How to tell when the market's bottomed
If you’ve never heard of billionaire investor, Stephen A Schwarzman, you’re not alone. Despite being one of the founders of Blackstone Group, worth over $20 billion, and living in John D Rockerfeller Jr’s old apartment in Manhattan, Schwarzman was not widely known outside the industry until fairly recently. The release of his book, ‘What It Takes: Lessons in the Pursuit of Excellence’ late last year changed that however, offering a rare glimpse into the mind of arguably the world’s most successful private equity investor.
Schwarzman is a keen observer of market cycles, having seen seven major recessions and market crashes in his career. Blackstone Group was one of the few Wall Street firms that did well through the financial crisis, with their strong position allowing them to make two of the largest real estate purchases in history in late 2007.
In his book, he discusses his simple rules for identifying market tops and bottoms. Given the relevance to today’s markets, I thought I’d take the opportunity to share some of his key points from the book, and relate them to observations in the local market
Look out below
Schwarzman believes that market tops are much easier to recognise than market bottoms. He believes that a surplus of cheap debt, relaxed loan covenants, and overconfident buyers are some of the best indicators a top is near. The first two conditions on that list appear to have met already, whether buyers are overconfident or not, we’ll have to leave that one to you to decide.
“Leverage levels escalate compared to historical averages, with borrowing sometimes reaching as high as ten times or more compared to equity.”
If you do a bit of searching, there are plenty of examples of companies with very high debt levels. For example, Virgin Australia Holdings has a balance sheet of over $6.5 billion following its large debt raising at the end of last year, compared to just $619 million of equity. If you subtract their $581 million of intangibles, that’s just $38 million of tangible equity, barely a fraction of their outstanding debt.
“Buyers will start accepting overoptimistic accounting adjustments and financial forecasts to justify taking on high levels of debt.”
This is another more subjective one, but ask yourself this; how many times have you seen “EBITDA” or “Adjusted EBITDA” in company accounts recently?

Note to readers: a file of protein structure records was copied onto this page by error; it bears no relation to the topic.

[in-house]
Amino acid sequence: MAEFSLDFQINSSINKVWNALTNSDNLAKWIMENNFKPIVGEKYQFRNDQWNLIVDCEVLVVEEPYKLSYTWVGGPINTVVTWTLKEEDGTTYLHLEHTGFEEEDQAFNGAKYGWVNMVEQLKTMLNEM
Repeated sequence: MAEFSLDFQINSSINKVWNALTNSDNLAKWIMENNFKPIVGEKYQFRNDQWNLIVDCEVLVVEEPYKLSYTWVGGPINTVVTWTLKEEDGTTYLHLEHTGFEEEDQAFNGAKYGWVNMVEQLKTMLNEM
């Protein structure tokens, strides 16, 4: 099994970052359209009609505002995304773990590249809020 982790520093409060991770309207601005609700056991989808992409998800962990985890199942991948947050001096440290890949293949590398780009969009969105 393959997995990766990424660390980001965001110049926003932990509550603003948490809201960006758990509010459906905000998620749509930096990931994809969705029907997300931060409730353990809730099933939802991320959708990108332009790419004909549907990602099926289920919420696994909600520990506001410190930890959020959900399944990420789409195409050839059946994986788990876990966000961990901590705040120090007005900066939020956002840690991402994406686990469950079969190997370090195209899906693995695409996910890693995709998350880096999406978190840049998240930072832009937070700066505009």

“Another indicator that a market is peaking is the number of people you know who start getting rich. The number of investors claiming outperformance grows with the market.”
Bitcoin, Tesla, Afterpay, Sezzle… It’s hard to miss the ‘life changing’ returns some investors have seen in recent times. Tell us what you’re seeing out there; are your friends and acquaintances suddenly stock market geniuses, offering stock tips to whoever will listen? Leave a comment to let us know.
The long grind higher
The hard part, according to Schwarzman, is picking the bottom. Most of us are not good at this.
“Most public and private investors buy too early and underestimate the severity of recessions. It’s important not to react too quickly. Most investors don’t have the confidence or discipline to wait until a cycle fully plays out. These investors suffer by not maximizing the profit they would have otherwise made from executing the same idea at a later point.”
The good news is you don’t have to pick an exact bottom. In fact, he says that “it’s often a bad idea to try.” He explains that asset prices can take a very long time to recover. Following the collapse of oil prices in the early 80s, Houston office buildings entered a severe downturn. The bottom of the market was in 1983, but it took a full 10 years for prices to recover. Instead, he suggests waiting until prices start to rally.
“The way to avoid this type of situation is to invest only when values have recovered at least 10 percent from their lows. Asset values tend to increase as economies gain momentum. It’s better to give up the first 10 to 15 percent of a market recovery to ensure that you are buying at the right time.”
One final note on following the herd
Have you ever wondered why so many investors follow the crowd, despite knowing that this is not a good way to make outsized returns? Schwarzman says that they’re deluding themselves. They think they want to make money, but in reality, they just want the psychological comfort of investing with the crowd.
“They would rather be part of the herd, even when the herd is losing money, than make the hard decisions that yield the greatest rewards. Doing what everyone else is doing seems like a way to avoid blame. These investors tend not to invest aggressively near market bottoms, but instead do it at market tops, where it makes little sense. They like the comfort and reassurance of watching assets go up. The higher prices go, the more investors convince themselves that they will continue appreciating.”
Read the book
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Patrick was one of Livewire’s first employees, joining in 2015 after nearly a decade working in insurance, superannuation, and retail banking. He is passionate about investing, with a particular interest in Australian small-caps.
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